Giant Moray Eels are one of the most common and the largest of the moray eels. They were used to delight the guests of a Roman Licinius Muraena from whom they derive their name, who reared the Giant Moray Eels for exhibition. These eels average 1.8 meters in length, but can grow up to 2.5 meters long and weigh up to 29 kilograms. The dark green to brown color comes from a yellowish mucous that covers its blue skin to provide protection from parasites and infectious bacteria. Additionally, they are often camouflaged to hide in the reef from unsuspecting prey. Camouflage often extend into the mouth of the Giant Moray which continually opens and closes slowly to move water over the gills for respiration. The large mouth features strong, pointed sharp teeth. The body is muscular with a long dorsal fin that extends down the length of the body starting from the head and ending in a short tail fin. Giant Moray Eels are found in the Western Atlantic, Bermuda and northern Gulf of Mexico to Brazil. A bottom dwelling and solitary species found along rocky shorelines, reefs and mangroves. Depth ranges from 1-30 meters. These eels can be territorial and have been known to occupy a specific reef for many years.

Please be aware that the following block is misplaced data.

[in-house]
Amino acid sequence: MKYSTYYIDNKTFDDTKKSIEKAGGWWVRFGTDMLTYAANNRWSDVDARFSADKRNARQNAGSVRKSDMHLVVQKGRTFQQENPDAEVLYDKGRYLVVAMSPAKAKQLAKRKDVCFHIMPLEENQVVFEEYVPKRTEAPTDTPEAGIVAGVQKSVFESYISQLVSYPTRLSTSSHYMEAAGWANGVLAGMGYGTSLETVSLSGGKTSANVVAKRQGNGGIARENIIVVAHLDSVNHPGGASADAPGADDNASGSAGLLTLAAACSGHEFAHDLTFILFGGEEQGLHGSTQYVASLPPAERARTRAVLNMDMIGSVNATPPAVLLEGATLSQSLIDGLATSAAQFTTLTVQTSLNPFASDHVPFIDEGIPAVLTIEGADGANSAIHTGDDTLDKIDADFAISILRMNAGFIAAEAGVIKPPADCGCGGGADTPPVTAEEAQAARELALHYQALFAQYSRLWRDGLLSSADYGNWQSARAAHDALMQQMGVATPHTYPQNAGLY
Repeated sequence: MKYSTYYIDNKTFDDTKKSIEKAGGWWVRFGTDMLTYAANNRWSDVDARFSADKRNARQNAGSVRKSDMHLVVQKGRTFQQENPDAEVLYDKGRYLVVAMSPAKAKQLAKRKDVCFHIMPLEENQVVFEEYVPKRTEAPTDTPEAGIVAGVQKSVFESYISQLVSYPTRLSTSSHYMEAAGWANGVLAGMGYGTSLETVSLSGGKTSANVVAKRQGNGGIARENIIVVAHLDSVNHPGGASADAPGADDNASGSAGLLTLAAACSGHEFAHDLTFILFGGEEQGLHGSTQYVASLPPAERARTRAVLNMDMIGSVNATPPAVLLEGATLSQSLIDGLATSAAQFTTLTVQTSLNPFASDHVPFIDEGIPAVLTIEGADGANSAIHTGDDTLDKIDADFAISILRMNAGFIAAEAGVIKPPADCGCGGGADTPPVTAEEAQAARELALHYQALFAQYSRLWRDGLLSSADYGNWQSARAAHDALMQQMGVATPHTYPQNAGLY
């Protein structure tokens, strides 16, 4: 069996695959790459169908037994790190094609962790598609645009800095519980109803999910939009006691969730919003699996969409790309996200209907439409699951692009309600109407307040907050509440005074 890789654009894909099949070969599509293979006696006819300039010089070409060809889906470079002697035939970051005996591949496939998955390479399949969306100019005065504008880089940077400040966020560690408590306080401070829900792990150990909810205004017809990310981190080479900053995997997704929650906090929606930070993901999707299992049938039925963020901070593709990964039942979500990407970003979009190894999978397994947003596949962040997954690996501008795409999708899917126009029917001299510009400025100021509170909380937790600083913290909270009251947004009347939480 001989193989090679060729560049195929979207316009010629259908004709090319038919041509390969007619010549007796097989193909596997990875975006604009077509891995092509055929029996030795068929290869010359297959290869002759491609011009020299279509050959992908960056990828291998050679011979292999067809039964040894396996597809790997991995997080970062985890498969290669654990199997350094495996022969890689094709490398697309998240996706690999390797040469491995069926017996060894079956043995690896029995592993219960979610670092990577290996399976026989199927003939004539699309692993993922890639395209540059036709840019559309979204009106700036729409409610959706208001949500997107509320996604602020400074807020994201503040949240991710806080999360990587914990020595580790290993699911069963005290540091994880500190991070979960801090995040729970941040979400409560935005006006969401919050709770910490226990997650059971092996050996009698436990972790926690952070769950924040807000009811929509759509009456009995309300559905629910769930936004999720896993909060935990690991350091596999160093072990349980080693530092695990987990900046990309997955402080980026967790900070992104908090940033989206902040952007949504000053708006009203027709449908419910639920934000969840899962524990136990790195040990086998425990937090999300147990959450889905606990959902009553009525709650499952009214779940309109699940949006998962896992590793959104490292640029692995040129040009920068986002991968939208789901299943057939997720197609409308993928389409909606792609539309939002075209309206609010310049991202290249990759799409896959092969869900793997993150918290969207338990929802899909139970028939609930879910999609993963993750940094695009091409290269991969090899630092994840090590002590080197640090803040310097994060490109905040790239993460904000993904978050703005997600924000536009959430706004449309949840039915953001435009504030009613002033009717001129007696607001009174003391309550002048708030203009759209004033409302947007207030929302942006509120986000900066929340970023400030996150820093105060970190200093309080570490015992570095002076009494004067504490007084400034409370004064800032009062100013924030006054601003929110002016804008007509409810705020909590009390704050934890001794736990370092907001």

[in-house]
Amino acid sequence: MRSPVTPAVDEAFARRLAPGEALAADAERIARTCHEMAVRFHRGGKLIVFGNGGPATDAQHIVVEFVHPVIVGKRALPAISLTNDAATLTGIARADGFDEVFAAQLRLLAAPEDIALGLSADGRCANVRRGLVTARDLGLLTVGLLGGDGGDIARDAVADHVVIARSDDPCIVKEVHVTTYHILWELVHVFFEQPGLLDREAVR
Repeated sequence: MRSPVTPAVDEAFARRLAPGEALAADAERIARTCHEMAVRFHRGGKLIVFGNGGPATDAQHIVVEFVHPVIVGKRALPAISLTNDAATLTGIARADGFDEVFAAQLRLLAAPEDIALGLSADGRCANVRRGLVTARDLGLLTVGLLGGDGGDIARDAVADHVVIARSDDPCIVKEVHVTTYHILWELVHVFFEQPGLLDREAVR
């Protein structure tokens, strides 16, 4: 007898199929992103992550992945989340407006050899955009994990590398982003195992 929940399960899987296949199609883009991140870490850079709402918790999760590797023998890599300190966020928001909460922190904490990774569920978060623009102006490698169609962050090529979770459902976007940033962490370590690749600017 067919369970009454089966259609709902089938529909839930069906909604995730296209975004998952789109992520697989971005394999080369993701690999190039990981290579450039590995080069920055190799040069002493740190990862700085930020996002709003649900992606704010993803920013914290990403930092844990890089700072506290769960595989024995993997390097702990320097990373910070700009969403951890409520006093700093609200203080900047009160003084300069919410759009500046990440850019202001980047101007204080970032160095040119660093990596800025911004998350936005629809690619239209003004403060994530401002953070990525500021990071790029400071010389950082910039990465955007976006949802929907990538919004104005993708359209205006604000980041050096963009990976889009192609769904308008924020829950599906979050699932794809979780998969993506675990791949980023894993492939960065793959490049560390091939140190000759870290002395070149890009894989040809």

Giant Moray Eels are nocturnal predators with poor eyesight that primarily use their sense of smell to hunt for fish, squid, octopuses, crabs and occasionally other eels. Giant Morays have been observed eating octopuses whole as well as tentacle by tentacle. Giant Moray Eels like all true eels, are oviparous. Although little is known regarding Giant Moray Eel spawning, fecundity and early development of the leptocephali, one published source records numerous ripe eggs measuring 1 millimeter in diameter from a 1.1 meter female. In contrast to this single record other sources indicate a much larger size for the eggs of other morays, on the order of 3-4 millimeters in diameter. Although the leptocephalus larvae of the Giant Moray Eel is undescribed, leptocephali of the various species of moray in general are distinguishable by patterns of pigment, the number of trunk muscles (known as myomeres) and the position of the dorsal fin and the anus.